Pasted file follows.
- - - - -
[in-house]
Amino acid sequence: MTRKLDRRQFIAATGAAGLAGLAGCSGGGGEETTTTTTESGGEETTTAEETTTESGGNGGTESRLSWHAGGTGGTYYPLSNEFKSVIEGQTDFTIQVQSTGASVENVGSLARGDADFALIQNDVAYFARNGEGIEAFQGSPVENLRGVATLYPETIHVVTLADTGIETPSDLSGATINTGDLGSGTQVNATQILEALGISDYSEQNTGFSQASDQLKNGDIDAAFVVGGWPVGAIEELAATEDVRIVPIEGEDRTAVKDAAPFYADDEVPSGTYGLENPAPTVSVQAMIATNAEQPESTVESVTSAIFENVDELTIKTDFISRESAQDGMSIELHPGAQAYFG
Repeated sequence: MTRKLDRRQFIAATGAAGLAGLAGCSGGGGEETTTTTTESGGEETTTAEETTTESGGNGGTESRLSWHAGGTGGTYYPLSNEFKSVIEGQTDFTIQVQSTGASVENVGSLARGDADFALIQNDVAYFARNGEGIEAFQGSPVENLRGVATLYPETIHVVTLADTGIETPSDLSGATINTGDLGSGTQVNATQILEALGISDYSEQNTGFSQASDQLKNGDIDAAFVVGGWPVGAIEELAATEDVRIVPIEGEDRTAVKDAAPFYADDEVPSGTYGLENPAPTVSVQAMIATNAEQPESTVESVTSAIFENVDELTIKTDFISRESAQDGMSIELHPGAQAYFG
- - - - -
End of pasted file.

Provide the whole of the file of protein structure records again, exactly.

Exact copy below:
[in-house]
Amino acid sequence: MTRKLDRRQFIAATGAAGLAGLAGCSGGGGEETTTTTTESGGEETTTAEETTTESGGNGGTESRLSWHAGGTGGTYYPLSNEFKSVIEGQTDFTIQVQSTGASVENVGSLARGDADFALIQNDVAYFARNGEGIEAFQGSPVENLRGVATLYPETIHVVTLADTGIETPSDLSGATINTGDLGSGTQVNATQILEALGISDYSEQNTGFSQASDQLKNGDIDAAFVVGGWPVGAIEELAATEDVRIVPIEGEDRTAVKDAAPFYADDEVPSGTYGLENPAPTVSVQAMIATNAEQPESTVESVTSAIFENVDELTIKTDFISRESAQDGMSIELHPGAQAYFG
Repeated sequence: MTRKLDRRQFIAATGAAGLAGLAGCSGGGGEETTTTTTESGGEETTTAEETTTESGGNGGTESRLSWHAGGTGGTYYPLSNEFKSVIEGQTDFTIQVQSTGASVENVGSLARGDADFALIQNDVAYFARNGEGIEAFQGSPVENLRGVATLYPETIHVVTLADTGIETPSDLSGATINTGDLGSGTQVNATQILEALGISDYSEQNTGFSQASDQLKNGDIDAAFVVGGWPVGAIEELAATEDVRIVPIEGEDRTAVKDAAPFYADDEVPSGTYGLENPAPTVSVQAMIATNAEQPESTVESVTSAIFENVDELTIKTDFISRESAQDGMSIELHPGAQAYFG